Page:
Grant's work is often rooted in years of research. No material is chosen lightly. Her photographs and books are complex and multilayered, yet the final solutions fit just so. Grant distinguishes her work process for photography and bookmaking, seeing the image-by-image process for photography as a faster one, though she may still spend years on each series. Her commitment to an artists' book can stretch over years, coming back to an idea again and again, until all aspects of material and content, form and sequence are resolved. The result of Grant’s extensive work process is not a singular message. Instead, Grant leaves it up to the viewer to glean his or her own meaning from the work. This is evident in her photography, but even more so in her artist books as multidimensional objects. The books combine imagery with text and form in a tactile sensuality and richness, sequenced by the flow of the pages, but to be experienced at the viewer's pace.

Viewing a retrospective is much like a whirlwind tour through an artist's life that highlights the best work within a career while also revealing changes in style, methods and content in the work. It can indicate shifts in interest and early manifestations of new ideas, and hint at changes within the artist as a person.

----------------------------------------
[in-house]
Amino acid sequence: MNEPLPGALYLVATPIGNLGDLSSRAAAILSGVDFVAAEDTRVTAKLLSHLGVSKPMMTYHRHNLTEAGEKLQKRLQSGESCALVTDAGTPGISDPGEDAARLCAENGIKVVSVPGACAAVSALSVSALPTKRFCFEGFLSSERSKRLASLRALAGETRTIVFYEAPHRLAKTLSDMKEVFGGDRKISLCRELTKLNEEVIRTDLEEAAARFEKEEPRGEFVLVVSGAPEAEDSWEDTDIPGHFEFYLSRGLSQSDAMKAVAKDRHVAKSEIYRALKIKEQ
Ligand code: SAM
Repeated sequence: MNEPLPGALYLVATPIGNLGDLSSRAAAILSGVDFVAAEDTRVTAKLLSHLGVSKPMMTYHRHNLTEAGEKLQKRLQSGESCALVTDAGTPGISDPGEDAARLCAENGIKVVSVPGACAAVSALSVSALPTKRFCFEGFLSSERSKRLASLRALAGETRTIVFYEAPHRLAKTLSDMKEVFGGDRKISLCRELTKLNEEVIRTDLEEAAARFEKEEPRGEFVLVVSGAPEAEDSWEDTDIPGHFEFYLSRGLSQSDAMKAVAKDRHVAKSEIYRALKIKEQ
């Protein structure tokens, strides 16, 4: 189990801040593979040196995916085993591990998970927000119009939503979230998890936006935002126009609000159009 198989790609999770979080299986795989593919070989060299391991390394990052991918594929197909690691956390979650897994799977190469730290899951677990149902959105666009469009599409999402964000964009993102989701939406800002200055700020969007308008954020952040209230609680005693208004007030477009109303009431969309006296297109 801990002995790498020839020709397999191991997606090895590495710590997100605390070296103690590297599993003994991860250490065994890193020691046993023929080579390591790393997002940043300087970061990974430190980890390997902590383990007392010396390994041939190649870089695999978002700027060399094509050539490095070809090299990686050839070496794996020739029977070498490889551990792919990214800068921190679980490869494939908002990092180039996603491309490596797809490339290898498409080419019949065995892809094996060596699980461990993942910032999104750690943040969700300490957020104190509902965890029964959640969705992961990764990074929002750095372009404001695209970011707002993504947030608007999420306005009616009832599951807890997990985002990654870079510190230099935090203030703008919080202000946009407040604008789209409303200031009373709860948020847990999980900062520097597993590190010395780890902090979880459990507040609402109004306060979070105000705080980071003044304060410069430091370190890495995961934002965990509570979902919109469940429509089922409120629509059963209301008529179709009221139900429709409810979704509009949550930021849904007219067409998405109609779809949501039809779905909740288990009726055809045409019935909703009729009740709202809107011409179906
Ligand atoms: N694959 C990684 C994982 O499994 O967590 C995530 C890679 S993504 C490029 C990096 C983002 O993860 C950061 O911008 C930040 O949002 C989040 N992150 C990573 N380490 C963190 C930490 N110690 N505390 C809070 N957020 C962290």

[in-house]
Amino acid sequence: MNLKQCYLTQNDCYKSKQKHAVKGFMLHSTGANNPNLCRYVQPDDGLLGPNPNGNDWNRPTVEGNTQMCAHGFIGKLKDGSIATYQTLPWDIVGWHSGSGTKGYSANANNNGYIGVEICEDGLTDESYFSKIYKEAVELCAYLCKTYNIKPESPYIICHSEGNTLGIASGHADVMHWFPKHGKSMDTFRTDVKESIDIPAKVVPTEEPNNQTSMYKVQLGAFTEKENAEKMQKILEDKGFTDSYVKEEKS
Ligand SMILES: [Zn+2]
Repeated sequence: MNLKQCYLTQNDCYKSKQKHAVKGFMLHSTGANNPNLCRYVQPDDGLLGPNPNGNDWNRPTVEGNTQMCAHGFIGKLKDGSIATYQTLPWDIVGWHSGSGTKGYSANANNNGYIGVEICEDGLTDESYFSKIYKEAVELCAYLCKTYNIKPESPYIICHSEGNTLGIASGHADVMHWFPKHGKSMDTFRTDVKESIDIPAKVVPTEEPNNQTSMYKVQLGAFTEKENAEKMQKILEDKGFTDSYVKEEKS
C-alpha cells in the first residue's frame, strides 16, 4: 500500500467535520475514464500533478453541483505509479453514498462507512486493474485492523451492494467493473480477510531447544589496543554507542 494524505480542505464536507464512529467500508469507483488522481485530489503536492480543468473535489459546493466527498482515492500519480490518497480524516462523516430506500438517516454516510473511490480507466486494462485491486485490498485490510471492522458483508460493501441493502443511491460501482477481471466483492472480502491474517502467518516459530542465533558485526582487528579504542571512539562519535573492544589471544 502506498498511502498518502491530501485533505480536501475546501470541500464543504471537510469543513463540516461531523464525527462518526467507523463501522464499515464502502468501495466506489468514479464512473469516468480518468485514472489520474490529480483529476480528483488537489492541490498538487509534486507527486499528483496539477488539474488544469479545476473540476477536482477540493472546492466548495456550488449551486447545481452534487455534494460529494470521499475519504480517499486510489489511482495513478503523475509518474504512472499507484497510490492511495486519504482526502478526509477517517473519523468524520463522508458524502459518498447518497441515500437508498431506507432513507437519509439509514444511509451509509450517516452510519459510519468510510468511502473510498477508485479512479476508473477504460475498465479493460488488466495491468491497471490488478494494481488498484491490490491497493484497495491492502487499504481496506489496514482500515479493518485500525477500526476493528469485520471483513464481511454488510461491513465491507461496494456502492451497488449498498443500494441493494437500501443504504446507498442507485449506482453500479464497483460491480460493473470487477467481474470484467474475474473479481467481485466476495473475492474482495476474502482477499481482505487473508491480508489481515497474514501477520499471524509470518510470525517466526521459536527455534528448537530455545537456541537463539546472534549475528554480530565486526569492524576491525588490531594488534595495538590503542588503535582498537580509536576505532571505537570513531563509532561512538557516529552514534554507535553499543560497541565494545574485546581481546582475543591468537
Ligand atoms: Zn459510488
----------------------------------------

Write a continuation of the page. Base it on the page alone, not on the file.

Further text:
waitingGrant's early photography, especially her Autobiographic Dramas, is as raw-edged and emotional, as it is unsettling and open ended. There is a recurring theme of feminism and an intense questioning of women's role in society. Fast-forward twenty-some years and the work changes dramatically beyond a shift in style and methodology into subtle installations of light and shadow depicting otherworldly dreams. The aesthetics down to the visual vocabulary and emotional impact are different. Something changed dramatically with the Vestiges installation that finds its conclusion in the Night Journey series. This goes beyond a jump from extroverted to introverted, or loud to quiet work. The angry, frustrated energy and probing of earlier images has been transformed into a veil of calmness that beckons the viewer to slow down while viewing the work. A shift can be identified as early as the Color Grids series with a greater passivity of the female figure (the artist herself), though with the use of clippings from porn magazines and the intensity of the ritualistic burial scene, these large-format grids are far from subtle. However they are less aggressive in their message, and the viewer has to work harder to understand what the work is about. The Vestiges installation captures the sanctity of an altar. The installation mixes images of animal hearts with text and audio voices in the room. The installation and the accompanying artist book are no less emotional than early work yet they reach out to the viewer by seducing rather than confronting.